DeBoucher has also affected hundreds of students through the Odyssey of the Mind Program, which she introduced to the Amphitheater District when she came on board.

She grew the program, which develops creative problem-solving skills, from four teams at three schools to multiple teams at nearly every Amphi campus. Some of the students she coached now coach teams at their own children’s schools.

“Mrs. DeBoucher is well respected by all who come into contact with her because they quickly understand her commitment to excellence for students, for her belief in and inspiration of and for students, the individual progress she makes with our gifted students, and for her tireless efforts on behalf of her students, her peers and her community,” said Amphi Superintendent Patrick Nelson.

August “Sandy” Merz III has spent 28 years at Safford K-8 School, teaching engineering, math, science and STEM electives.

Using various methods, Merz makes learning relevant, resulting in nearly all of his eighth-graders meeting or exceeding grade level standards and earning high school credit.

“He knows what he provides students today can open doors for them tomorrow,” said Kathleen Wiebke, executive director of Arizona K12 Center where Merz serves on the Teacher Solutions Team.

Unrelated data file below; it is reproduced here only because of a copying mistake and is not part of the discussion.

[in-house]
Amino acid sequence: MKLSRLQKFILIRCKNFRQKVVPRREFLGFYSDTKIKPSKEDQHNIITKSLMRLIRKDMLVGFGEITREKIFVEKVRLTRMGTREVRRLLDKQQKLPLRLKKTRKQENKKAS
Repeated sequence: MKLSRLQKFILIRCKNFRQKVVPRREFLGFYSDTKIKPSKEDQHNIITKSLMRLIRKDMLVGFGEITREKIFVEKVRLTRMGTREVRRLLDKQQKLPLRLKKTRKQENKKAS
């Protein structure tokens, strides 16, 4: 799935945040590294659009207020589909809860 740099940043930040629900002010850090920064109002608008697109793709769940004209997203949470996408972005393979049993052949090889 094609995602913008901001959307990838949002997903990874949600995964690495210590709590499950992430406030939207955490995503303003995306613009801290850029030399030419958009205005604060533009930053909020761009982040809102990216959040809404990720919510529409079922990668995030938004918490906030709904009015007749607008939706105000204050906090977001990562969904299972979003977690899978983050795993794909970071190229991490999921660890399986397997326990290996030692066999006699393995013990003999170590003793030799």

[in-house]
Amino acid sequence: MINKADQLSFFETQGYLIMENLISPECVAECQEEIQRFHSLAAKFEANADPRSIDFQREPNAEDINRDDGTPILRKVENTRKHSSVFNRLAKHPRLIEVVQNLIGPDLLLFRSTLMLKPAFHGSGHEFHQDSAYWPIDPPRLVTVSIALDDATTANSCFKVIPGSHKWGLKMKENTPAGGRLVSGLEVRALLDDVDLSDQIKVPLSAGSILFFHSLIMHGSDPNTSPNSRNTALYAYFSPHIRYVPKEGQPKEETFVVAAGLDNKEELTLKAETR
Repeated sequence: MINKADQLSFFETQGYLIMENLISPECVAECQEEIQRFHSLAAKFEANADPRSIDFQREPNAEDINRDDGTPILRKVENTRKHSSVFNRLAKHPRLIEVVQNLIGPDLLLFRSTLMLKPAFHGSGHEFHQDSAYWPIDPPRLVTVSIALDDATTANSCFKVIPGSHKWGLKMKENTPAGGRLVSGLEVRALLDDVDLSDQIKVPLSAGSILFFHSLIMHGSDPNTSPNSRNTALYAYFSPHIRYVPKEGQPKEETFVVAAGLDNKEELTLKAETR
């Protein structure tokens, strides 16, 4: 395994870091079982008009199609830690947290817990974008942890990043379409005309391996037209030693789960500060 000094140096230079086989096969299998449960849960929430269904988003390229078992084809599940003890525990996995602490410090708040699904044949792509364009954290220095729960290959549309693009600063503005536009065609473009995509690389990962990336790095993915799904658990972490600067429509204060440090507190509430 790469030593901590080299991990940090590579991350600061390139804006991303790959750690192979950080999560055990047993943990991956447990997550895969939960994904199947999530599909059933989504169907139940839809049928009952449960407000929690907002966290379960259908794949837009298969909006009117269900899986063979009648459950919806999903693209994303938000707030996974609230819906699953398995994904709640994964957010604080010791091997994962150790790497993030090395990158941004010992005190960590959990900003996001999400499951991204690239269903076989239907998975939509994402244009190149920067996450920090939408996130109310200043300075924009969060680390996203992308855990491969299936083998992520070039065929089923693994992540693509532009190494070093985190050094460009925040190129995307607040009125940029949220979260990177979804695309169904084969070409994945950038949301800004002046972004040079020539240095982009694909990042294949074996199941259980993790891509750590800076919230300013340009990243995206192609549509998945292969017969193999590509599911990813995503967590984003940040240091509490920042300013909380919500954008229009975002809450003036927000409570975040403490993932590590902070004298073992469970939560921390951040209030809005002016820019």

“While I suspect Sandy could take his skills and knowledge and use them in the private sector, he continues to teach because he knows the difference he makes and the potential in his students.”

Merz has mastered not only the art of teaching, he also mentors colleagues at Safford and writes articles for national education publications and blogs about classroom management, getting to know students, being a teacher leader and building a culture of achievement.

“He is open to new ideas, questions the status quo and collaborates well with his colleagues,” Safford Principal Steven Gabaldon said.

Ashley Reed Curtis is a fifth-grade teacher at Vail Academy and High School. She’s been in education for nine years, but continues to hone her craft by regularly attending professional development courses and seeking out learning opportunities.

Curtis shares that knowledge with her peers — both new and experienced — to elevate the level of teaching for students outside of her own classroom.

In the classroom, Curtis instills that same love of learning in her students.

“Ms. Curtis is one of those teachers who inspires student after student to exceed,” her colleague, Joshua Burke, said.

“I can see in their faces signs of great exuberance for learning. They have extreme respect for her and it shows.”

Sarah Webb has had three children go through Curtis’ classroom and has seen her form connections with each one.

“She by far surpasses the expectation I have come to have of what a teacher is and should be,” Webb said. “She is professional, poised, well rounded, and I would consider her an elite.”

Contact reporter Alexis Huicochea at ahuicochea@tucson.com or 573-4175. On Twitter: @AlexisHuicochea

Education writer for #ThisIsTucson. Mom of one.